‘masterly account of the massacre of the African elephant’ The Spectator
It is more than a thousand years since the exploitation of the elephant began, when they were most commonly used as war elephants. However, it is only in the last hundred years, with the coming of the ‘great white hunters’ and their special elephant guns, that the very existence of the African elephant has been threatened.
With an update by John Hanks, WWF’s former leading elephant scientist, this new edition of Blood Ivory tells the story of how the professional hunting fraternity was the first to realise the threat to the elephant and how it kick-started the whole conservation movement. It is not a story with a happy ending, however. It is a tale of war: colonialists against traditional practices and customs; newly independent African countries against each other; poachers and smugglers against any kind of constraint.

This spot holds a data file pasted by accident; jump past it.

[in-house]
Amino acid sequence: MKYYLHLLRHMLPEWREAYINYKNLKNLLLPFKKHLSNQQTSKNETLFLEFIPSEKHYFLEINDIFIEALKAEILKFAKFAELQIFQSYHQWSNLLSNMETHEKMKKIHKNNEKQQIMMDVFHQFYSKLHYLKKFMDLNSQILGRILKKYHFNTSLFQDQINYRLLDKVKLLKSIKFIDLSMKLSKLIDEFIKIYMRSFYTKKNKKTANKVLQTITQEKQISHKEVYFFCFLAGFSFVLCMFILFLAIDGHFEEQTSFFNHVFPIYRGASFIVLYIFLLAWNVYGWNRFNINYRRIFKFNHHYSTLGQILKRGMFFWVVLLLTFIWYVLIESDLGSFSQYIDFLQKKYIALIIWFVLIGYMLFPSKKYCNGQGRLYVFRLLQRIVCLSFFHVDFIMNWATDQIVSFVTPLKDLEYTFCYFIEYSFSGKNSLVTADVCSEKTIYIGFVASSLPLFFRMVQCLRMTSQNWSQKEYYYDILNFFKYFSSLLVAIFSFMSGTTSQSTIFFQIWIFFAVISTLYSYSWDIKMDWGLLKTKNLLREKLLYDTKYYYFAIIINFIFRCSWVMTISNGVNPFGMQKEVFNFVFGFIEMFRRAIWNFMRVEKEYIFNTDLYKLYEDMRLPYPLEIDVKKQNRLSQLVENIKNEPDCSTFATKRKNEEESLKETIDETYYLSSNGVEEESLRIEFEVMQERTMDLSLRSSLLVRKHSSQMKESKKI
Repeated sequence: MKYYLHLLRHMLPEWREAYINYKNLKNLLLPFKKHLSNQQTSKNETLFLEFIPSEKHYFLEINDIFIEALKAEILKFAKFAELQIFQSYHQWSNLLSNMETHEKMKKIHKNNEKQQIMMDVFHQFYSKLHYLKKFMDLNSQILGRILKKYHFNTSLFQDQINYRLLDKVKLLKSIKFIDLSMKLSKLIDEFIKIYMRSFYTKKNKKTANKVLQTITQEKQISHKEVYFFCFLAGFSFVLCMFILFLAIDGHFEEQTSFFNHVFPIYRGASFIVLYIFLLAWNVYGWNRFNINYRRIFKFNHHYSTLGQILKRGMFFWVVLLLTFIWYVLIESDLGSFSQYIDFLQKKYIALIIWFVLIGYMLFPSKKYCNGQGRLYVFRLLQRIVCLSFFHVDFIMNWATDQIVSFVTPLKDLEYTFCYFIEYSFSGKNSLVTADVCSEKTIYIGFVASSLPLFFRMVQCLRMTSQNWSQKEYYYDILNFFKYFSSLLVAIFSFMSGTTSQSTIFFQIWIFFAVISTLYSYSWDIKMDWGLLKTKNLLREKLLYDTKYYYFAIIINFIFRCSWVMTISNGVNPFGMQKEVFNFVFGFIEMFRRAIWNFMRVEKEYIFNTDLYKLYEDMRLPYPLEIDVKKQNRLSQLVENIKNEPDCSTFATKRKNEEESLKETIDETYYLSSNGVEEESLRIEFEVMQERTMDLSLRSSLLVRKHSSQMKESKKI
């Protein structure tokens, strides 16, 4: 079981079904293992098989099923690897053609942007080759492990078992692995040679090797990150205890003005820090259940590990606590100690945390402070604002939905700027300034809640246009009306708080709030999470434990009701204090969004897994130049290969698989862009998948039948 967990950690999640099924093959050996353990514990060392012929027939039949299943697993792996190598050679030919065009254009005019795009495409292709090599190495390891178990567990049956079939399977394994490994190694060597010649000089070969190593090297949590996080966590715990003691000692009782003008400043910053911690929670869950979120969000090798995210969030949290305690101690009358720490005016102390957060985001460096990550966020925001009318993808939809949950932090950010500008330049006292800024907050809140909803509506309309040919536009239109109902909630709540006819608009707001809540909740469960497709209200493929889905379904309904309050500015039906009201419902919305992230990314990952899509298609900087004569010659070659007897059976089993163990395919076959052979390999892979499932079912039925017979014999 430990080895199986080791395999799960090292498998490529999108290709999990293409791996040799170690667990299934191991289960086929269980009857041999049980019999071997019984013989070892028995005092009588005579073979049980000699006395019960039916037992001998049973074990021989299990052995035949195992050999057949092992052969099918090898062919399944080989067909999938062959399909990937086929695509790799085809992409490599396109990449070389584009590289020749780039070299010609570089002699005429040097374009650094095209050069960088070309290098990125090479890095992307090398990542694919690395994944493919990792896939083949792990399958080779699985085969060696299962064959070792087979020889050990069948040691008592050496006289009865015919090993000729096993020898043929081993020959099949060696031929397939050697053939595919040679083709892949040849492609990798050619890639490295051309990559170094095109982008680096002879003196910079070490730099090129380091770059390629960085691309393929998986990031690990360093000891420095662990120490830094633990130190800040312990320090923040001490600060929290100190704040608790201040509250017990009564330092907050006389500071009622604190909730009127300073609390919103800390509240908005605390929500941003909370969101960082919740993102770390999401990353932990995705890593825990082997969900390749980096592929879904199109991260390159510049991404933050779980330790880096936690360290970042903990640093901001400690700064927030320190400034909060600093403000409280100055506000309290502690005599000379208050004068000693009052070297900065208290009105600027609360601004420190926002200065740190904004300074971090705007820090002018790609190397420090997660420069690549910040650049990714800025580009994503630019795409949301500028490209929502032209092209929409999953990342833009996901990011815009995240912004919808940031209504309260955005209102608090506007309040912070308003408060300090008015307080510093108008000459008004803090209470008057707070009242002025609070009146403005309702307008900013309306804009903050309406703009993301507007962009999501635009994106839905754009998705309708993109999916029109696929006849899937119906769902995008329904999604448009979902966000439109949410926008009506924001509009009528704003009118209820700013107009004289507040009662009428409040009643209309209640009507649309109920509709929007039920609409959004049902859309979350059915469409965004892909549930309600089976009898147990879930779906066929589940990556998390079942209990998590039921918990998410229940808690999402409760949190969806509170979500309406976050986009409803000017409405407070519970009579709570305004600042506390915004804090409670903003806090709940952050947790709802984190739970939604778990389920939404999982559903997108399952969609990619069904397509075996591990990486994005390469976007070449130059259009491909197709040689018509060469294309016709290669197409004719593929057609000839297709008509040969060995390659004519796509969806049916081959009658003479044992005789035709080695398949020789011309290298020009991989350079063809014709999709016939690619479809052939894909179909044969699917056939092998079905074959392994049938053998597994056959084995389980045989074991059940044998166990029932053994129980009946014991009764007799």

Robin Brown draws on his depth of knowledge and understanding of Africa and his career as a leading wildlife film-maker to paint a vivid picture of hunting’s impact on Africa’s elephant population, vividly portraying the powerful personalities of those involved on both sides of the massacre.